9. Difficulty Sleeping: Some individuals may experience changes in sleep patterns, such as insomnia, disrupted sleep, or excessive drowsiness.

  10. Mood Changes: Mood swings, irritability, anxiety, or feelings of sadness or depression may occur following a concussion.

  11. Slurred Speech: Speech may be slurred or difficult to understand due to the effects of a concussion on brain function.

  12. Loss of Consciousness: While loss of consciousness is not always present with a concussion, it can occur in some cases, particularly with more severe head injuries.

It’s important to note that not all signs and symptoms may be present, and the severity of symptoms can vary from person to person.

Diagnosing a Concussion

Diagnosing a concussion typically involves a combination of medical history, physical examination, and neurological assessment. Healthcare professionals, such as physicians, neurologists, or sports medicine specialists, use a variety of tools and techniques to evaluate individuals who may have sustained a concussion. Here are the key steps involved in diagnosing a concussion:

  1. Medical History:

    • The healthcare provider will begin by asking questions about the circumstances of the injury, including how it occurred, any symptoms experienced at the time of the injury, and any loss of consciousness or amnesia.
    • They will also inquire about the individual’s medical history, including any previous head injuries, history of concussions, or underlying medical conditions that may affect recovery.
  2. Symptom Assessment:

    • The healthcare provider will assess the individual’s current symptoms related to the injury. Common symptoms of a concussion include headache, dizziness, nausea, sensitivity to light or noise, difficulty concentrating, memory problems, and mood changes.
    • The individual may be asked to rate the severity of each symptom and provide information about when the symptoms began and how they have progressed over time.
  3. Physical Examination:

    • A physical examination will be conducted to evaluate for signs of head injury, such as bruising, swelling, or lacerations.
    • The healthcare provider will assess neurological function, including reflexes, coordination, strength, and sensation, to detect any abnormalities that may indicate a concussion or other neurological injury.
  4. Neurological Assessment:

    • Specific neurological tests may be performed to assess cognitive function, balance, and coordination. These tests may include the Standardized Assessment of Concussion (SAC), the Balance Error Scoring System (BESS), and the King-Devick test.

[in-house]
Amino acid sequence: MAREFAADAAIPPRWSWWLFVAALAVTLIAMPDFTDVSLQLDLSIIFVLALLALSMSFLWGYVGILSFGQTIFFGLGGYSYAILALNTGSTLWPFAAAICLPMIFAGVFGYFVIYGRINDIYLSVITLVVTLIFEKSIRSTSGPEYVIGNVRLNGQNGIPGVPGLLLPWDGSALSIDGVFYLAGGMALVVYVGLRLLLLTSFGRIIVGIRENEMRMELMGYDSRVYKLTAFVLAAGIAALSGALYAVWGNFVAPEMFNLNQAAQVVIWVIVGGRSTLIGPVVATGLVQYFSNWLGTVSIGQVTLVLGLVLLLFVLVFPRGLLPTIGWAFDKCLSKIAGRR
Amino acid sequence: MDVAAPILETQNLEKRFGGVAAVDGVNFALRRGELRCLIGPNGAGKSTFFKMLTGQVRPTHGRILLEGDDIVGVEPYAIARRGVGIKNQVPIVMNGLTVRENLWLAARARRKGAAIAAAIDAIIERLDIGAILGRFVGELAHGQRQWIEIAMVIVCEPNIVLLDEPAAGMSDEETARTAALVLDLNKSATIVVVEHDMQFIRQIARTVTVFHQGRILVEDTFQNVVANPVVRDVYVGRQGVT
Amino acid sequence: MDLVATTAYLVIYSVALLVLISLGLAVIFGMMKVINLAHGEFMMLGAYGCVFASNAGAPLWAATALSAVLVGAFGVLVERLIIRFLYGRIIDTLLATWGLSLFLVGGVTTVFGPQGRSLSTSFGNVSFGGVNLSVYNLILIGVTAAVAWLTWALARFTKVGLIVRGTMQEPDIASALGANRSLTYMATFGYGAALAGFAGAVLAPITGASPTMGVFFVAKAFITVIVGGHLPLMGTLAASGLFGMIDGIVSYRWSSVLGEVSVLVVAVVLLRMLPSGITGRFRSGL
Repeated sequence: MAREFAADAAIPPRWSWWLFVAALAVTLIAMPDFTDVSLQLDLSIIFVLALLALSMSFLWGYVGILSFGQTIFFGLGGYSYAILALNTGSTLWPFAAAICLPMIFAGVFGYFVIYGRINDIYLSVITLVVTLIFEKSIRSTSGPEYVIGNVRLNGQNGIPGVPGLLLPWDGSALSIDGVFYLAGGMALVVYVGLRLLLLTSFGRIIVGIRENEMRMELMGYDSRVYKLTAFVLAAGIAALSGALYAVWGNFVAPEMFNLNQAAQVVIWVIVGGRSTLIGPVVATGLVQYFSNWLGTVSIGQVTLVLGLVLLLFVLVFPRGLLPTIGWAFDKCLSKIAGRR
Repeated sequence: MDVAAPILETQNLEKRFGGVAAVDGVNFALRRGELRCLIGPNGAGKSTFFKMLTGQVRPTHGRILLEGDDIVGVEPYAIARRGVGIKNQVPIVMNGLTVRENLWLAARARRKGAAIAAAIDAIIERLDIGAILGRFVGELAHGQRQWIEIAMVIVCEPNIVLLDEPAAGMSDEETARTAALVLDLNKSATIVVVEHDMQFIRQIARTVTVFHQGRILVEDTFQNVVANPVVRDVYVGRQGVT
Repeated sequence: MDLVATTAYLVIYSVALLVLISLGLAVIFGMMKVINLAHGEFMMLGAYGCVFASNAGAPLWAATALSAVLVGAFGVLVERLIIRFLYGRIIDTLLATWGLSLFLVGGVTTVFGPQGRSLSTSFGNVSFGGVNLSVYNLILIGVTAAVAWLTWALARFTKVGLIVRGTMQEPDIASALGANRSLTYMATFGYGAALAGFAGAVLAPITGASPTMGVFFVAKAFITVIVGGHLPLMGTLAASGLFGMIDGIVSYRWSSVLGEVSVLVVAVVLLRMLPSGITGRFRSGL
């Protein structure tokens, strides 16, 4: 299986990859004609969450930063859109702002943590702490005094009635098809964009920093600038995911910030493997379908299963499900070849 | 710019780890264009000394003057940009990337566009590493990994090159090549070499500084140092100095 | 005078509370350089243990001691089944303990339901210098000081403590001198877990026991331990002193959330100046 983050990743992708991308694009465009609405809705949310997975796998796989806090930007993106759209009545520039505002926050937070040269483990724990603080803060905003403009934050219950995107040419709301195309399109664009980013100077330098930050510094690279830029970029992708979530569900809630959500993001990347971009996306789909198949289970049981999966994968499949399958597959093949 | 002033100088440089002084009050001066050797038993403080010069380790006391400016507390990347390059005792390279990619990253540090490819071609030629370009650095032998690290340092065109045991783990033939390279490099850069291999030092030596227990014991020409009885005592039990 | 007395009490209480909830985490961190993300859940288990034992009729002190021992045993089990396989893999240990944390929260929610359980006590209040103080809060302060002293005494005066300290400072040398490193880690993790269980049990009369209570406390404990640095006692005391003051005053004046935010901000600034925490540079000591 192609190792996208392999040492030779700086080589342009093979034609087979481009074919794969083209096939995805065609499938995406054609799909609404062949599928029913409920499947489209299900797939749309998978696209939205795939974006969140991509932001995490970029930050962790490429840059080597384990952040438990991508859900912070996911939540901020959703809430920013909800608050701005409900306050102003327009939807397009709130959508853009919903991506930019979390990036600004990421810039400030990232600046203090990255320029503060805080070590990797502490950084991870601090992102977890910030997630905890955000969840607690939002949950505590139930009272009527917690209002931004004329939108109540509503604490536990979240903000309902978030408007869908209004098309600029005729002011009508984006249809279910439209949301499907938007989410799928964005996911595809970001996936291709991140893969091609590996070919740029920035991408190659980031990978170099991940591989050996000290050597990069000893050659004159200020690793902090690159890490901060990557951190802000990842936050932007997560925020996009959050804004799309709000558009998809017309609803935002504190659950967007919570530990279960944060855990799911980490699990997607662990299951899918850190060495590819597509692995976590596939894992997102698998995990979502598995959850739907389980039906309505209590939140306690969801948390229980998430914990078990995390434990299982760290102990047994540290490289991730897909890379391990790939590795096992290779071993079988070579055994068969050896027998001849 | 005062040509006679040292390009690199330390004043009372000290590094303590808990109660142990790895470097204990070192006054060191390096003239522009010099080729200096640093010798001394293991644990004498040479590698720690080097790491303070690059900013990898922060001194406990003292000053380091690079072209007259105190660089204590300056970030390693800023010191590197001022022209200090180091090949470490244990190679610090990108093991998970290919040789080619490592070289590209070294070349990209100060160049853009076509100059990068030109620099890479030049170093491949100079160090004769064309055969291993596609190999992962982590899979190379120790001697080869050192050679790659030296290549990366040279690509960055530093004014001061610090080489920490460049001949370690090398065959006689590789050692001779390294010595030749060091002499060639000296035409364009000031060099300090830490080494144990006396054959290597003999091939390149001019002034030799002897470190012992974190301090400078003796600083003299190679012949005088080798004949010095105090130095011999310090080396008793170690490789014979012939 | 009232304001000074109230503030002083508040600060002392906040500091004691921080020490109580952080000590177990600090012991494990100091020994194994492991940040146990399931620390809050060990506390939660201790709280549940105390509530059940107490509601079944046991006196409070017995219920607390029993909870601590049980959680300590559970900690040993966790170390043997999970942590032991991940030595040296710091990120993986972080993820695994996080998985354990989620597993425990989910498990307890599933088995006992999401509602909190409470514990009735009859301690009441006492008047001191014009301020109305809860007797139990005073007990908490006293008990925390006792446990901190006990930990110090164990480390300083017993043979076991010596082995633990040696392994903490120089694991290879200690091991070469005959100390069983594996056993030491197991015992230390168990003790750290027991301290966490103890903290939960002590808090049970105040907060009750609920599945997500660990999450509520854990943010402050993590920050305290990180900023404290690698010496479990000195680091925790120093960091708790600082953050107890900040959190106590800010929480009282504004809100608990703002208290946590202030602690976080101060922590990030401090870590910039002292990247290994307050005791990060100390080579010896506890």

• The healthcare provider may also conduct tests of memory, attention, and concentration, such as the SCAT5 (Sport Concussion Assessment Tool) or the ImPACT (Immediate Post-Concussion Assessment and Cognitive Testing) test.
  5. Imaging Studies:

    • In most cases, imaging studies such as CT scans or MRI scans are not necessary to diagnose a concussion, as they may not show visible abnormalities in the brain. However, in cases of suspected severe head injury or complications, imaging may be performed to rule out other conditions.
  6. Baseline Testing:

    • Some individuals, particularly athletes, may undergo baseline testing before participating in sports or activities that carry a risk of head injury. Baseline testing involves assessing cognitive function, balance, and other neurological parameters when the individual is healthy and uninjured. This information can be used for comparison if a concussion occurs later.
  7. Follow-Up Evaluation:

    • Individuals suspected of having a concussion may require follow-up evaluation to monitor symptoms, track recovery progress, and determine readiness to return to activities. Follow-up appointments may involve repeating neurological assessments, symptom monitoring, and clearance for gradual return to activity based on symptom resolution.

Overall, diagnosing a concussion requires careful evaluation by a healthcare professional trained in recognizing and managing head injuries. Early detection and appropriate management are essential for minimizing the risk of complications and promoting optimal recovery. If you suspect a concussion or have concerns about a head injury, it’s important to seek medical attention promptly.


Side Effects and Risks of a Concussion

Concussions can have both short-term and long-term side effects, which can vary in severity depending on the individual and the nature of the injury. It’s important to recognize these side effects to ensure proper management and monitoring of the injury. Here are some short-term and long-term side effects of a concussion:

Short-Term Side Effects:

  1. Headache: One of the most common short-term side effects of a concussion is a headache, which may be mild to severe and can persist for days or weeks after the injury.